With a deep sense of responsibility,

From your 5C Advisory Team.

Clearly the world is closely following the trajectory of the coronavirus outbreak.  Uncertainty is global and as citizens we are unsettled, which is manifesting itself in the investment markets.

Fundamentally, markets dislike uncertainty, processing information in real-time whether positive or negative, leading to increased volatility.  When markets move rapidly downward, our experience shows us that the associated stress tends to be greater than the positive feelings one generally experiences during a rising market.  Our client portfolios are designed to moderate the risk associated with current events, provide liquidity and position you to be opportunistic.

Market declines can occur when investors are forced to reassess expectations for the future.  The outbreak’s expansion is causing worry amongst governments, corporations and individuals about the near and longer term impact on the global economy.  Apple announced earlier this month that it expected revenue to take a hit from problems making and selling products in China1.  Australia’s prime minister has said the virus will likely become a global pandemic2, and other officials there warned of a serious blow to the country’s economy3.  Airlines are preparing for the toll it will take on travel4.  These are just a few examples of how the impact of the coronavirus is being assessed.

The market is responding to new information in real time and is attempting to price in unknown factors.  As risk increases during a time of heightened uncertainty, so do the returns investors demand for bearing that risk, which initially pushes prices lower.  When approaching the market from a long-term, unemotional, and disciplined perspective this relationship between risk and reward is core to our investment philosophy.  This helps us to make prudent investment decisions for our clients no matter the circumstances.

We can’t state with confidence when this crisis will moderate and hopefully end.  However, our expectation is that those bearing today’s risk will be compensated with positive expected returns.  We need only reference lessons learned from past health crises, such as the Ebola and swine-flu outbreaks earlier this century, and of market disruptions, such as the global financial crisis of 2008–2009.  Further, history has shown no reliable way to identify a market peak or bottom, supporting our belief against making market moves based on fear or speculation, even as difficult and traumatic events transpire.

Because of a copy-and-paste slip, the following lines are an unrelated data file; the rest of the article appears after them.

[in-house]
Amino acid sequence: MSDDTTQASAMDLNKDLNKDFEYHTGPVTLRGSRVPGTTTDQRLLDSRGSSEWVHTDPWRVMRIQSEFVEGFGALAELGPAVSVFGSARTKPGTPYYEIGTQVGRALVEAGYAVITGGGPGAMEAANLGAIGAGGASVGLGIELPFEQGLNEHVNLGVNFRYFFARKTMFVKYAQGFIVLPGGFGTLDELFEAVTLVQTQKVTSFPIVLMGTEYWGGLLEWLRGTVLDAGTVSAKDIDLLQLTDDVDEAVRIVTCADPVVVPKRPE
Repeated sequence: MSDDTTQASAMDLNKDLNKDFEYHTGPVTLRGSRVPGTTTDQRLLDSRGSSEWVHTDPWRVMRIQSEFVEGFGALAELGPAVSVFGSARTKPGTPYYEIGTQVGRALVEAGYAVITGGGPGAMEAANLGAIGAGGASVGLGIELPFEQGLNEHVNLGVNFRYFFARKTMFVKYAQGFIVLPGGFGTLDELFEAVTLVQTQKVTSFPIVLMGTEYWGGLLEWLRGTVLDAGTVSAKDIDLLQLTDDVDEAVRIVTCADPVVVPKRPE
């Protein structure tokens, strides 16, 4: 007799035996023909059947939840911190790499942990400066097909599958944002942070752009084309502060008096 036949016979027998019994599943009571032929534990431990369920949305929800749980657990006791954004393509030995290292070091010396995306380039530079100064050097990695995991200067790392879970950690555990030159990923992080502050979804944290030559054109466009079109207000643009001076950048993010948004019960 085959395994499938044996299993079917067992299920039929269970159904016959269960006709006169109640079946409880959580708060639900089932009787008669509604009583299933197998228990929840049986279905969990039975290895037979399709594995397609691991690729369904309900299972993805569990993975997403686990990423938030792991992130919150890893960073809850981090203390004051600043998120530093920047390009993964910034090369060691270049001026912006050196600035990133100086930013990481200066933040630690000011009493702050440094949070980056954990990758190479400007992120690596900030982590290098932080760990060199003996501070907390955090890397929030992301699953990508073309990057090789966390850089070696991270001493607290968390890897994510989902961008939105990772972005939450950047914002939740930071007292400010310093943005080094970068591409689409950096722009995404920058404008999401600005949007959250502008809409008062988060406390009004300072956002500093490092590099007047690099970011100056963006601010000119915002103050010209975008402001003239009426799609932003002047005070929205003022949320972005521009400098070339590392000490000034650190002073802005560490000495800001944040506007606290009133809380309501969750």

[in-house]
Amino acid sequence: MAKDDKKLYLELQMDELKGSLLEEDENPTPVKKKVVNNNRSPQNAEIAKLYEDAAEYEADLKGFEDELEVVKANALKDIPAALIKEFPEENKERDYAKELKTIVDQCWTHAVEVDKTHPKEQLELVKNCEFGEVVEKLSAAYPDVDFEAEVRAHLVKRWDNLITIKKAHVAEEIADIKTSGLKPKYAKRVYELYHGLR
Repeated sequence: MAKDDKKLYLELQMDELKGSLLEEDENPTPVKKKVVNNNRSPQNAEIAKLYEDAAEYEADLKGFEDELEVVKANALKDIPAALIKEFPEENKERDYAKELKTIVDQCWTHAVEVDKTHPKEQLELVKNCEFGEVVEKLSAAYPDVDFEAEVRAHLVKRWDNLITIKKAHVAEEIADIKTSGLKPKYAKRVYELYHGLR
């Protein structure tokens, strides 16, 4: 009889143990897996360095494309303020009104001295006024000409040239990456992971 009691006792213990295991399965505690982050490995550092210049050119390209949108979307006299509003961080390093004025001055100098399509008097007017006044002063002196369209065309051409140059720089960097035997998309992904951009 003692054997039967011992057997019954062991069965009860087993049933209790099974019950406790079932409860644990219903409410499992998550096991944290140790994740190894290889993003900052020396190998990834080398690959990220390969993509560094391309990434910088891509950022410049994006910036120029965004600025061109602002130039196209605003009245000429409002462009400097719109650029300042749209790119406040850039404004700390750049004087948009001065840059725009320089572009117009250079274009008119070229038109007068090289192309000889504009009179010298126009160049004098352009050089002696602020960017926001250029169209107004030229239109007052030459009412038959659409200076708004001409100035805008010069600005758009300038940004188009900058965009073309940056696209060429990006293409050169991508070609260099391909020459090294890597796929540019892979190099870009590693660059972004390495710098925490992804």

Amid the anxiety that accompanies developments surrounding the coronavirus, decades of financial science and long-term investing principles remain a strong guide.  If you have specific portfolio questions, liquidity or changing financial needs please call us to discuss.

From your 5C Advisory Team.

This report features world capital market performance and a timeline of events for the past 4 months.

The report also illustrates the impact of globally diversified portfolios and features timely topics.

This report features world capital market performance and a timeline of events for the past quarter. It begins with a global overview, then features the returns of stock and bond asset classes in the US and international markets.

The report also illustrates the impact of globally diversified portfolios and features a quarterly topic.

We are pleased to announce that

Martin O. Teevan

has joined our firm as

Vice President, Private Client Services.

Marty brings over 30 years of financial services experience and
will be responsible for our West Coast business development and client services.
He can be reached at (917) 583-3298 or mteevan@5cwealth.com
Michael R. Sanders, Principal
Craig R. Marson, Principal

This report features world capital market performance and a timeline of events for the past 4 months.

The report also illustrates the impact of globally diversified portfolios and features timely topics.